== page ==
futtock

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English[edit]

Etymology[edit]

From Middle English futtek, votek, of uncertain origin. Perhaps from a Middle English compound equivalent to foot +‎ hook; or from Middle Dutch voetkijn, diminutive of voet (foot), equivalent to foot +‎ -kin; or alternatively, from Old English *fōtuc, equivalent to foot +‎ -ock (diminutive suffix).

Noun[edit]

futtock (plural futtocks)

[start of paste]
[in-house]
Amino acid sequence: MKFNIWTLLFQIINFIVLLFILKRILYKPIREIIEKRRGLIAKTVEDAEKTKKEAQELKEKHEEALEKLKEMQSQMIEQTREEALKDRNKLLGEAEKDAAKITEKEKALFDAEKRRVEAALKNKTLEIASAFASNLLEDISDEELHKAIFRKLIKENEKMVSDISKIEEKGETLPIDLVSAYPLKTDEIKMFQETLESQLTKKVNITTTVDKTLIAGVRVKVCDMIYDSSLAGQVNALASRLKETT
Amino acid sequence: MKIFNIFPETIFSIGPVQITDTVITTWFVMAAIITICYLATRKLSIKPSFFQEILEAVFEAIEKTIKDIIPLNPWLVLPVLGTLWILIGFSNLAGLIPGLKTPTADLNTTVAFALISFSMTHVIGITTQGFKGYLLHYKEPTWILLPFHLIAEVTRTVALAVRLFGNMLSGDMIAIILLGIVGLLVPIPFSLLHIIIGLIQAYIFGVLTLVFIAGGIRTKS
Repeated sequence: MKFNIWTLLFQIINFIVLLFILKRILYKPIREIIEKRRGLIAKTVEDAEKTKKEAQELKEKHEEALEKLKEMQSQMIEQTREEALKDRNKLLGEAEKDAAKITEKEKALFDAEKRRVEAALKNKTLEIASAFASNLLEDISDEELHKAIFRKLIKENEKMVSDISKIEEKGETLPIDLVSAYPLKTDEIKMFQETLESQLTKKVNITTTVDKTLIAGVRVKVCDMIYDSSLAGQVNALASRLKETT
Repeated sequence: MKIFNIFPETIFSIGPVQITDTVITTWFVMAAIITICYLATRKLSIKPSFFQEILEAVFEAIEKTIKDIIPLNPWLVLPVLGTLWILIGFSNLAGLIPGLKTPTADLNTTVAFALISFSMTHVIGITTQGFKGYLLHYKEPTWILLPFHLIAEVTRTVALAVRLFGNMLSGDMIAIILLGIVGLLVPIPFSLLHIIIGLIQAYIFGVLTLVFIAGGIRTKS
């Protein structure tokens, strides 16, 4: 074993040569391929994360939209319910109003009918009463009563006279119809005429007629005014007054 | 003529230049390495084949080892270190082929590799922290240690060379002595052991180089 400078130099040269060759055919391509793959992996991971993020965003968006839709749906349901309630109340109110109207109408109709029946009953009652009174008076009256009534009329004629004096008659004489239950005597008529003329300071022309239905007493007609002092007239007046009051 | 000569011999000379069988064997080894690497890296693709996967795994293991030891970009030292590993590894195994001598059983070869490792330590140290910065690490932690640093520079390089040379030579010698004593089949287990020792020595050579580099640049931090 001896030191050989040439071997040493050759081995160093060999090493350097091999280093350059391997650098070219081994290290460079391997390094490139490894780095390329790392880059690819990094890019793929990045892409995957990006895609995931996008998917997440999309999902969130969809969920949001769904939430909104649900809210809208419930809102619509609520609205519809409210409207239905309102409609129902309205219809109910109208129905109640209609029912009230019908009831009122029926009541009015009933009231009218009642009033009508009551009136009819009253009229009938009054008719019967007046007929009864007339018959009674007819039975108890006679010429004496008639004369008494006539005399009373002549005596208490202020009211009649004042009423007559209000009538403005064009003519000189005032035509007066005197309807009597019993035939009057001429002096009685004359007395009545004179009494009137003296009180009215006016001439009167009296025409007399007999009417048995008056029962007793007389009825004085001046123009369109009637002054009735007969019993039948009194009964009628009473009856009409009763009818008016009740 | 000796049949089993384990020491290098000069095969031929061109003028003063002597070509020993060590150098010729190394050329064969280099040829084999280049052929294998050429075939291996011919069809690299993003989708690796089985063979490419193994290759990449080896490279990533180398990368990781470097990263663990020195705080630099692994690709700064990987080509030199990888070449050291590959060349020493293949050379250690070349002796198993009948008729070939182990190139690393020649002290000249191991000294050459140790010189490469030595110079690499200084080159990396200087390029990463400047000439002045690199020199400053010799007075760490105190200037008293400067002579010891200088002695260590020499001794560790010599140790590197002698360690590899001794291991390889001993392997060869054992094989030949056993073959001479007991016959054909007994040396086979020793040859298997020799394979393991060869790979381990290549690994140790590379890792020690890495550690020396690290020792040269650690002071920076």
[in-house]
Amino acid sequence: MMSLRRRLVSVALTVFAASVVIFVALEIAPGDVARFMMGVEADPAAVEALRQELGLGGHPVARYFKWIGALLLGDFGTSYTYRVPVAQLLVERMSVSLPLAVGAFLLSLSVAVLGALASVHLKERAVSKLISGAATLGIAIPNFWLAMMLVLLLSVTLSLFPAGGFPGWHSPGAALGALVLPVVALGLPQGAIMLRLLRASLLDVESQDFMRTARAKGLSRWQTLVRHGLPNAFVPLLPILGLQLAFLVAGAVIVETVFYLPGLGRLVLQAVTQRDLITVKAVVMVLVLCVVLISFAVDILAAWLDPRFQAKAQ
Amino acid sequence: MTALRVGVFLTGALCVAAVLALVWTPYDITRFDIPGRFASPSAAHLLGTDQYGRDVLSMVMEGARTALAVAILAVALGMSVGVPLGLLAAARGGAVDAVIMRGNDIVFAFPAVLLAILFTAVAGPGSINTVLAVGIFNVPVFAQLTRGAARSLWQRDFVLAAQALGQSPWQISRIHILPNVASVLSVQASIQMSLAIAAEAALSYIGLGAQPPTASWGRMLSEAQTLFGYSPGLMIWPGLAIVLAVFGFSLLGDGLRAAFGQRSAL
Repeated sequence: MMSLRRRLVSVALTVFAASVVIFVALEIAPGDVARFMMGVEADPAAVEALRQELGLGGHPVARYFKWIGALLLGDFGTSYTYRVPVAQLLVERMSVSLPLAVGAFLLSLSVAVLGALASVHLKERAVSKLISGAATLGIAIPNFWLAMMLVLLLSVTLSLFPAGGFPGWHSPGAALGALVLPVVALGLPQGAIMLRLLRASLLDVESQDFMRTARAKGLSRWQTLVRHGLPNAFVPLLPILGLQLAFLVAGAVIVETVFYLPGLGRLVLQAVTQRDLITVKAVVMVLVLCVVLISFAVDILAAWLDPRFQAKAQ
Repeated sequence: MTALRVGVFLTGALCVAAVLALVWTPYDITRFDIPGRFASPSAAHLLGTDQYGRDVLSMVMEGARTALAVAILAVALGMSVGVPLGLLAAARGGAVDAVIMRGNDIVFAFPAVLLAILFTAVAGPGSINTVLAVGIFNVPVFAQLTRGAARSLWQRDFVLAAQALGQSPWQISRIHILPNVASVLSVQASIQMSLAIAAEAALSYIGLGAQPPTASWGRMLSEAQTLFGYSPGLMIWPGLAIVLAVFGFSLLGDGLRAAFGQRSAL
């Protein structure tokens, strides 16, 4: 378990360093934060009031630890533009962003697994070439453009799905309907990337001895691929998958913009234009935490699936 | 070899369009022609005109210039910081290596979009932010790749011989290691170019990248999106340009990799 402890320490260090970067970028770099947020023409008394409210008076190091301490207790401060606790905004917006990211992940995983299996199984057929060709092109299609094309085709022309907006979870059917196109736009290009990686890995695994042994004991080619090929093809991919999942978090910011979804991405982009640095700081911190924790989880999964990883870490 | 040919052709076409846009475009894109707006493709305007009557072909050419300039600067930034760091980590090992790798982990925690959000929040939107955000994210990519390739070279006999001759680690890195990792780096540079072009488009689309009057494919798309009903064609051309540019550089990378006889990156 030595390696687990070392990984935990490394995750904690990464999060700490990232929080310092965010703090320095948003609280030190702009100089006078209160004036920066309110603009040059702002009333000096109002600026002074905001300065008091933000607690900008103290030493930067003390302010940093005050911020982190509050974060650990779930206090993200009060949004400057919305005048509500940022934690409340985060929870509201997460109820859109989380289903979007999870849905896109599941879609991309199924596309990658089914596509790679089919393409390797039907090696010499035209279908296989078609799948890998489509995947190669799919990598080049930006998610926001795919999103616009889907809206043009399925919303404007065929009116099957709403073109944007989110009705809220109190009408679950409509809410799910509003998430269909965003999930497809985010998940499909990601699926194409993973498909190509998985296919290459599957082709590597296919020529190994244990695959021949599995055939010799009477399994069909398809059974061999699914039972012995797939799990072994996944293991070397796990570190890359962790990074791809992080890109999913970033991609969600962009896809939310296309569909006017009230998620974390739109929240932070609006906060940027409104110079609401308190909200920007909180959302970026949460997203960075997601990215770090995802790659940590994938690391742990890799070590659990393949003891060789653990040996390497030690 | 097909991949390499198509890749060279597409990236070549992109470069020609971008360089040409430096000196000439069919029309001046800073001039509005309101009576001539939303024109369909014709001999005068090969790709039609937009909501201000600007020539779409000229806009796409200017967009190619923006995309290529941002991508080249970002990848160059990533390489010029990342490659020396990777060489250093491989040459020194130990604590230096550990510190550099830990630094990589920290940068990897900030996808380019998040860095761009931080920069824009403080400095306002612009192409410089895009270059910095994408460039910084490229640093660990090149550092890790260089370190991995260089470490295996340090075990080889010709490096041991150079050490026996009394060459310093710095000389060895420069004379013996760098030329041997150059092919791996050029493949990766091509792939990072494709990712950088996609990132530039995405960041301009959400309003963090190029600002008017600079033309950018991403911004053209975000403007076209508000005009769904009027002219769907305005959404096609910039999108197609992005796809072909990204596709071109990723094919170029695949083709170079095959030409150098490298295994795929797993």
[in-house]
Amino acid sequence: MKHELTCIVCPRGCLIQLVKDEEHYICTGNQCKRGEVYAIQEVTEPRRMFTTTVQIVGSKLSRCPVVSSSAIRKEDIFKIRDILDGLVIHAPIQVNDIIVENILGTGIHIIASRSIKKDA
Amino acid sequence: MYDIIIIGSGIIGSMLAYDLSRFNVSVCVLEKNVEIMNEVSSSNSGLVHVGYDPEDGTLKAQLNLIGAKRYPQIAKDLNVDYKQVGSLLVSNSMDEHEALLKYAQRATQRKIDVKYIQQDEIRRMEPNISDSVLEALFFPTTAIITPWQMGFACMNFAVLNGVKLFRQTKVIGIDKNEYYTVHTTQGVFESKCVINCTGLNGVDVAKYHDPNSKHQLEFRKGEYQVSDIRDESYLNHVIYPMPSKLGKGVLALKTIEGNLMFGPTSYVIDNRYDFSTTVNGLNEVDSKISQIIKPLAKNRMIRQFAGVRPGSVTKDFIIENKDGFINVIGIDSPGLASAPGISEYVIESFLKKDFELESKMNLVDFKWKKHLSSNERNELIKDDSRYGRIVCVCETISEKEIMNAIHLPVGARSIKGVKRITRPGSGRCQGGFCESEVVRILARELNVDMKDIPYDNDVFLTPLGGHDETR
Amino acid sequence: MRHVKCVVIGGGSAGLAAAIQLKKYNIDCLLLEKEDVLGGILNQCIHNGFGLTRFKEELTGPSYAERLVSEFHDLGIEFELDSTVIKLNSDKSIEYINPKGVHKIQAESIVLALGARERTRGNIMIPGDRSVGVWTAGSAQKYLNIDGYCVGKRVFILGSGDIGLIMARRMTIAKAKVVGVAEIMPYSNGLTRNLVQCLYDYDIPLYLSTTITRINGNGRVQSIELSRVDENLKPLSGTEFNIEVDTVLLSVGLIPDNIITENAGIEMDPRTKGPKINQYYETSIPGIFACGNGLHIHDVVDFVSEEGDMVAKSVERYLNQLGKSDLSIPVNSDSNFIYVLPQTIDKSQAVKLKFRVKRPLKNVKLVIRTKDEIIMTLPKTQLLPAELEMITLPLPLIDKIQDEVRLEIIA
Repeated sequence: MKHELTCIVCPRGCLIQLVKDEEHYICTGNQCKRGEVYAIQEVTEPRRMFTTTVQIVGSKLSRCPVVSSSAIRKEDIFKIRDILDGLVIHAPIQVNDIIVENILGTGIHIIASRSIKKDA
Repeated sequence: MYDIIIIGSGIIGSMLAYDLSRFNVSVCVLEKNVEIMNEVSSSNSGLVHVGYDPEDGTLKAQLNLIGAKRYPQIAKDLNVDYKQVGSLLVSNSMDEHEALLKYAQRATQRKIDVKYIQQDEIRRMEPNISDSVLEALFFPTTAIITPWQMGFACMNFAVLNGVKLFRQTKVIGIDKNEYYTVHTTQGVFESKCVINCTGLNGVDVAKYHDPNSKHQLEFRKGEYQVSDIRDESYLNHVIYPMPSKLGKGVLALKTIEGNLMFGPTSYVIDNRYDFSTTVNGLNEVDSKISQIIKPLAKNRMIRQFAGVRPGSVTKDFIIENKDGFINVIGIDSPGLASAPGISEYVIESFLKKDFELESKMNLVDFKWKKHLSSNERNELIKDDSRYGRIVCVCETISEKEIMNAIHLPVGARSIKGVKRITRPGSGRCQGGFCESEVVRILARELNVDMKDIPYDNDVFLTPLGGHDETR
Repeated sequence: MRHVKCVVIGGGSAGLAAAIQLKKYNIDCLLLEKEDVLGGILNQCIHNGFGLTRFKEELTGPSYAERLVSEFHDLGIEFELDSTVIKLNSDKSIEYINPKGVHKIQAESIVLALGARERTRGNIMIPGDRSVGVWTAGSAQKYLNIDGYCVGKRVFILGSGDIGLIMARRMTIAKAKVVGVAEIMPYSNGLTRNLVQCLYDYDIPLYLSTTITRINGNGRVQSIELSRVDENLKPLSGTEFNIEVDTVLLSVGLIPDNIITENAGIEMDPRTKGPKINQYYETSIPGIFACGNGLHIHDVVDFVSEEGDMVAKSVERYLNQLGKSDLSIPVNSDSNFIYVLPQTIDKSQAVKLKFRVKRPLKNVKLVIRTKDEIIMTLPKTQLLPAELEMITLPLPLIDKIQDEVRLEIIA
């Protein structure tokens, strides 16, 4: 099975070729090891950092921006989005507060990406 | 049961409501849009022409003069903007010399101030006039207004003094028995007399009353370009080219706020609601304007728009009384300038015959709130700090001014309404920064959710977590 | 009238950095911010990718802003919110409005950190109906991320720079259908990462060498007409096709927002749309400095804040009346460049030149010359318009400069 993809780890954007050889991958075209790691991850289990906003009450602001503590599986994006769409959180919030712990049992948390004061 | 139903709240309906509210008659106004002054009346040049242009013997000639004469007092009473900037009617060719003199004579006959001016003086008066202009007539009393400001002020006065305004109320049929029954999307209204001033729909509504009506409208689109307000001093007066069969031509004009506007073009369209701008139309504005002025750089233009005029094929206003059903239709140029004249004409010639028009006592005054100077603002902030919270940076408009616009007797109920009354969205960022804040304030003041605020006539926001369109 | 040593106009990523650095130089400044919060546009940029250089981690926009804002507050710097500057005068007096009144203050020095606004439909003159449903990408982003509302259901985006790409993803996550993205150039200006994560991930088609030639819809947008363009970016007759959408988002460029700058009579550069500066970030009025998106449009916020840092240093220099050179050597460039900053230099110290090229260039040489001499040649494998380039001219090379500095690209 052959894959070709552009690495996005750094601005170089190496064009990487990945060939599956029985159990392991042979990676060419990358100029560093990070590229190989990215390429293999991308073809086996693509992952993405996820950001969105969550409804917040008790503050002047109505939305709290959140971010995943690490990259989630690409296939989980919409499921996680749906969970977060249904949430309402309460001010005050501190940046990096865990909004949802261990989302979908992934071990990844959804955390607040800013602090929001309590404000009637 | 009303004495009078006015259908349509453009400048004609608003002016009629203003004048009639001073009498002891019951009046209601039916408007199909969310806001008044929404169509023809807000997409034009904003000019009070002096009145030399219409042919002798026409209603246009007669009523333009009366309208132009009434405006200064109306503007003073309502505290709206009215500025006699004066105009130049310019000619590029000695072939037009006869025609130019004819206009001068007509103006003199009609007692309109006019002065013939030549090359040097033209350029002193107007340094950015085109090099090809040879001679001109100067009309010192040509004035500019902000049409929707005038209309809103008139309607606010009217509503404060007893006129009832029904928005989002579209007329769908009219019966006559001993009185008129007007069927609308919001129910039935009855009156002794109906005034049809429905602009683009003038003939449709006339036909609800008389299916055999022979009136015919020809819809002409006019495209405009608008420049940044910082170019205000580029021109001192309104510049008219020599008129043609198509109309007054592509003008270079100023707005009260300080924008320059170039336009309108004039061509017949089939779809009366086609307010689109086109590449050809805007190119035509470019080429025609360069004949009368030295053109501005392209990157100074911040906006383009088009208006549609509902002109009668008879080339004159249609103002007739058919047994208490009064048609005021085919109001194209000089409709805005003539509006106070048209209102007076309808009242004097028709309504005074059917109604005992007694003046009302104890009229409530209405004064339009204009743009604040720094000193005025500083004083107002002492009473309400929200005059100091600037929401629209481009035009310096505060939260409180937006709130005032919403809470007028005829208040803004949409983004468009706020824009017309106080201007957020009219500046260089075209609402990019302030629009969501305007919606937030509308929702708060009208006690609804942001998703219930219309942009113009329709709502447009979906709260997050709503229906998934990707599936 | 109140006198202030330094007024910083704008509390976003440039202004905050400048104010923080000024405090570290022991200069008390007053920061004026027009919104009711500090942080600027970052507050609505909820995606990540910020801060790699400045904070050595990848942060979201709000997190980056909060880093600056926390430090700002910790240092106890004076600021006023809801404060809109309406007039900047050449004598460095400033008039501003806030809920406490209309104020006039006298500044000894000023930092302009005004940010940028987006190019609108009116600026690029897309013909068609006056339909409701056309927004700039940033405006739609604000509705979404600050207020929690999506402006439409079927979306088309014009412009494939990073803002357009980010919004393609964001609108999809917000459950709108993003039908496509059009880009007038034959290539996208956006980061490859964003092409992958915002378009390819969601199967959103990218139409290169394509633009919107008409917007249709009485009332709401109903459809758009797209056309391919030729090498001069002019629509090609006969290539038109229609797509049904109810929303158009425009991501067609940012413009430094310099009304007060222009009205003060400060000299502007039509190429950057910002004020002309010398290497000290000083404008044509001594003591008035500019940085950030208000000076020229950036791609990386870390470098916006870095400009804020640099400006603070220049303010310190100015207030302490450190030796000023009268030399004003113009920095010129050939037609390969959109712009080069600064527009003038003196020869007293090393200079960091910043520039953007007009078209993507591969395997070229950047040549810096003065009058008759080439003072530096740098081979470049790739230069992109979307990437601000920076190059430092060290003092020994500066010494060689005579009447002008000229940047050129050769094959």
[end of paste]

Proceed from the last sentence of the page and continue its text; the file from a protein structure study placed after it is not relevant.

1. (nautical) Any of the curved timbers that form the ribs of a ship.
1884, Dixon Kemp, A Manual of Yacht and Boat Sailing (Fourth Edition), page 12:
The timbers (called also frames, or floors, first, second and third futtocks, where the lengths of the frames are in two, three, or more pieces) will be "double," that is, two timbers will be placed close together, or nearly close together, and act as one frame.

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